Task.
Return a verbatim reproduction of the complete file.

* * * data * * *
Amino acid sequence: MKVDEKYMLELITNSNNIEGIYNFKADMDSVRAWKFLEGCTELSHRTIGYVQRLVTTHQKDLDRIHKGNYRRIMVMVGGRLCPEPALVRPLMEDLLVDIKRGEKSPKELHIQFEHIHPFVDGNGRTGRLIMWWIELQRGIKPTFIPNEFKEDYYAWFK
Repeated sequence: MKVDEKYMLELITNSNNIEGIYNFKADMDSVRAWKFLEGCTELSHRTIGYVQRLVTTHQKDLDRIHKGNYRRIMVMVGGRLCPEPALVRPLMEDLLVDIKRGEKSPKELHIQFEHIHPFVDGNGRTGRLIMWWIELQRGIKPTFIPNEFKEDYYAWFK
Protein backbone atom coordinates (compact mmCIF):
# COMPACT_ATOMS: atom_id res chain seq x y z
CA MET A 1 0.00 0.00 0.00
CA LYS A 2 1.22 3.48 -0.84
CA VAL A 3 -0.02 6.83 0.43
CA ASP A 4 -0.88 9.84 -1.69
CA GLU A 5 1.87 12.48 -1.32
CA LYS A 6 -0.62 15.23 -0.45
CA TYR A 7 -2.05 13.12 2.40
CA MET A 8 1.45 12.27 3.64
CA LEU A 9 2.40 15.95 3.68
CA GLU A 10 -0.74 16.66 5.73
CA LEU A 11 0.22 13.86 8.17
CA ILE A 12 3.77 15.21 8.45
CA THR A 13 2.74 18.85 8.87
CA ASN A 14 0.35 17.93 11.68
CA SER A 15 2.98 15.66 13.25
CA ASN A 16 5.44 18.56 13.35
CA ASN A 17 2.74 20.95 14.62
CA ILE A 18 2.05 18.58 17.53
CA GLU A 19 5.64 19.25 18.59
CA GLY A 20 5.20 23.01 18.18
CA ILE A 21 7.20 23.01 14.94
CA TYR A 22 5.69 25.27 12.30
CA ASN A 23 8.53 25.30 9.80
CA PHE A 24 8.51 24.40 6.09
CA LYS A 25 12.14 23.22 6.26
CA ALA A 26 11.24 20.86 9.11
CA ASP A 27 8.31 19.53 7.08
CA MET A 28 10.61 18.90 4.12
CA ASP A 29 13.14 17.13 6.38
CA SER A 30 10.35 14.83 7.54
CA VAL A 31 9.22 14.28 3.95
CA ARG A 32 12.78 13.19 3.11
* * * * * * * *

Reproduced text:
Amino acid sequence: MKVDEKYMLELITNSNNIEGIYNFKADMDSVRAWKFLEGCTELSHRTIGYVQRLVTTHQKDLDRIHKGNYRRIMVMVGGRLCPEPALVRPLMEDLLVDIKRGEKSPKELHIQFEHIHPFVDGNGRTGRLIMWWIELQRGIKPTFIPNEFKEDYYAWFK
Repeated sequence: MKVDEKYMLELITNSNNIEGIYNFKADMDSVRAWKFLEGCTELSHRTIGYVQRLVTTHQKDLDRIHKGNYRRIMVMVGGRLCPEPALVRPLMEDLLVDIKRGEKSPKELHIQFEHIHPFVDGNGRTGRLIMWWIELQRGIKPTFIPNEFKEDYYAWFK
Protein backbone atom coordinates (compact mmCIF):
# COMPACT_ATOMS: atom_id res chain seq x y z
CA MET A 1 0.00 0.00 0.00
CA LYS A 2 1.22 3.48 -0.84
CA VAL A 3 -0.02 6.83 0.43
CA ASP A 4 -0.88 9.84 -1.69
CA GLU A 5 1.87 12.48 -1.32
CA LYS A 6 -0.62 15.23 -0.45
CA TYR A 7 -2.05 13.12 2.40
CA MET A 8 1.45 12.27 3.64
CA LEU A 9 2.40 15.95 3.68
CA GLU A 10 -0.74 16.66 5.73
CA LEU A 11 0.22 13.86 8.17
CA ILE A 12 3.77 15.21 8.45
CA THR A 13 2.74 18.85 8.87
CA ASN A 14 0.35 17.93 11.68
CA SER A 15 2.98 15.66 13.25
CA ASN A 16 5.44 18.56 13.35
CA ASN A 17 2.74 20.95 14.62
CA ILE A 18 2.05 18.58 17.53
CA GLU A 19 5.64 19.25 18.59
CA GLY A 20 5.20 23.01 18.18
CA ILE A 21 7.20 23.01 14.94
CA TYR A 22 5.69 25.27 12.30
CA ASN A 23 8.53 25.30 9.80
CA PHE A 24 8.51 24.40 6.09
CA LYS A 25 12.14 23.22 6.26
CA ALA A 26 11.24 20.86 9.11
CA ASP A 27 8.31 19.53 7.08
CA MET A 28 10.61 18.90 4.12
CA ASP A 29 13.14 17.13 6.38
CA SER A 30 10.35 14.83 7.54
CA VAL A 31 9.22 14.28 3.95
CA ARG A 32 12.78 13.19 3.11